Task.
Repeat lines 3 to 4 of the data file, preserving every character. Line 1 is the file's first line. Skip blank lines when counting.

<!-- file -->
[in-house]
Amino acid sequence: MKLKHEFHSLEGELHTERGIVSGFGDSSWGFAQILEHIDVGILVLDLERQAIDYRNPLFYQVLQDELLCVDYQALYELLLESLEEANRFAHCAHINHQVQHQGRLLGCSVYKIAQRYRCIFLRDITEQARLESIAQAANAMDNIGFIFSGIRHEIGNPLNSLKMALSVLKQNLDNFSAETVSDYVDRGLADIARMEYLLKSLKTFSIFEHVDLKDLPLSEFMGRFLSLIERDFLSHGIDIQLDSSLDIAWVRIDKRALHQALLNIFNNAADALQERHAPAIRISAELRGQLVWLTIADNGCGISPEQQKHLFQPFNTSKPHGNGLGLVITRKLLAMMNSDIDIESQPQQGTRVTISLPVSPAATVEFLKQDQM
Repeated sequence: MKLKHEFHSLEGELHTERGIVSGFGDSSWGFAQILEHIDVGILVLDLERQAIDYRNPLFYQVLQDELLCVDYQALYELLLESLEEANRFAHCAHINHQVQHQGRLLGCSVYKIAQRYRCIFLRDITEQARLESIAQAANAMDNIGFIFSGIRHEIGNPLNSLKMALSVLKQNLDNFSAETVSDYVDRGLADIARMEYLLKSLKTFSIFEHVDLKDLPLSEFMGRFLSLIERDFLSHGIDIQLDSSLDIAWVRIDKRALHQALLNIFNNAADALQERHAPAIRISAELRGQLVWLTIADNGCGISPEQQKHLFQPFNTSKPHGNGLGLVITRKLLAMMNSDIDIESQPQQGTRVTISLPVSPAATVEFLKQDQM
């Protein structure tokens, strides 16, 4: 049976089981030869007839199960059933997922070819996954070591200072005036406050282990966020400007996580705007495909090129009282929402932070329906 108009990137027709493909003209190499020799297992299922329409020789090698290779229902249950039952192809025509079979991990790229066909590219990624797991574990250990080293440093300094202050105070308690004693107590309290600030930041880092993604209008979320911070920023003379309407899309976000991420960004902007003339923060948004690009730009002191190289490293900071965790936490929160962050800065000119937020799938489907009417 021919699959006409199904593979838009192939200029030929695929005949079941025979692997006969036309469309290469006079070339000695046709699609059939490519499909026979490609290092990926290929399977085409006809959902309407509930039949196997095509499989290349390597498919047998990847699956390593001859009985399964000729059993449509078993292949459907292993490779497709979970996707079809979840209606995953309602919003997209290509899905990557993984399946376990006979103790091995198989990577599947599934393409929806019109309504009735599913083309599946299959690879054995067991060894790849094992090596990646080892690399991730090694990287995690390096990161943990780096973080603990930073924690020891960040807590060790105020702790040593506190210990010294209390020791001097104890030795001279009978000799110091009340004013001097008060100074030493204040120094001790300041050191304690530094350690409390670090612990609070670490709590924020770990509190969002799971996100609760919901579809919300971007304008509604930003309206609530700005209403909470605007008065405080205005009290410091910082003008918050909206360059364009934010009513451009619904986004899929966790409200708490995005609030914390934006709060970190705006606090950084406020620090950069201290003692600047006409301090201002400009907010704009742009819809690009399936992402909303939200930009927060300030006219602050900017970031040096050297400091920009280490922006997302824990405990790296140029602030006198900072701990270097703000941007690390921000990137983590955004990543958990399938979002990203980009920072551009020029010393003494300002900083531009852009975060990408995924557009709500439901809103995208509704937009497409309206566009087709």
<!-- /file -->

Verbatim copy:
Repeated sequence: MKLKHEFHSLEGELHTERGIVSGFGDSSWGFAQILEHIDVGILVLDLERQAIDYRNPLFYQVLQDELLCVDYQALYELLLESLEEANRFAHCAHINHQVQHQGRLLGCSVYKIAQRYRCIFLRDITEQARLESIAQAANAMDNIGFIFSGIRHEIGNPLNSLKMALSVLKQNLDNFSAETVSDYVDRGLADIARMEYLLKSLKTFSIFEHVDLKDLPLSEFMGRFLSLIERDFLSHGIDIQLDSSLDIAWVRIDKRALHQALLNIFNNAADALQERHAPAIRISAELRGQLVWLTIADNGCGISPEQQKHLFQPFNTSKPHGNGLGLVITRKLLAMMNSDIDIESQPQQGTRVTISLPVSPAATVEFLKQDQM
């Protein structure tokens, strides 16, 4: 049976089981030869007839199960059933997922070819996954070591200072005036406050282990966020400007996580705007495909090129009282929402932070329906 108009990137027709493909003209190499020799297992299922329409020789090698290779229902249950039952192809025509079979991990790229066909590219990624797991574990250990080293440093300094202050105070308690004693107590309290600030930041880092993604209008979320911070920023003379309407899309976000991420960004902007003339923060948004690009730009002191190289490293900071965790936490929160962050800065000119937020799938489907009417 021919699959006409199904593979838009192939200029030929695929005949079941025979692997006969036309469309290469006079070339000695046709699609059939490519499909026979490609290092990926290929399977085409006809959902309407509930039949196997095509499989290349390597498919047998990847699956390593001859009985399964000729059993449509078993292949459907292993490779497709979970996707079809979840209606995953309602919003997209290509899905990557993984399946376990006979103790091995198989990577599947599934393409929806019109309504009735599913083309599946299959690879054995067991060894790849094992090596990646080892690399991730090694990287995690390096990161943990780096973080603990930073924690020891960040807590060790105020702790040593506190210990010294209390020791001097104890030795001279009978000799110091009340004013001097008060100074030493204040120094001790300041050191304690530094350690409390670090612990609070670490709590924020770990509190969002799971996100609760919901579809919300971007304008509604930003309206609530700005209403909470605007008065405080205005009290410091910082003008918050909206360059364009934010009513451009619904986004899929966790409200708490995005609030914390934006709060970190705006606090950084406020620090950069201290003692600047006409301090201002400009907010704009742009819809690009399936992402909303939200930009927060300030006219602050900017970031040096050297400091920009280490922006997302824990405990790296140029602030006198900072701990270097703000941007690390921000990137983590955004990543958990399938979002990203980009920072551009020029010393003494300002900083531009852009975060990408995924557009709500439901809103995208509704937009497409309206566009087709």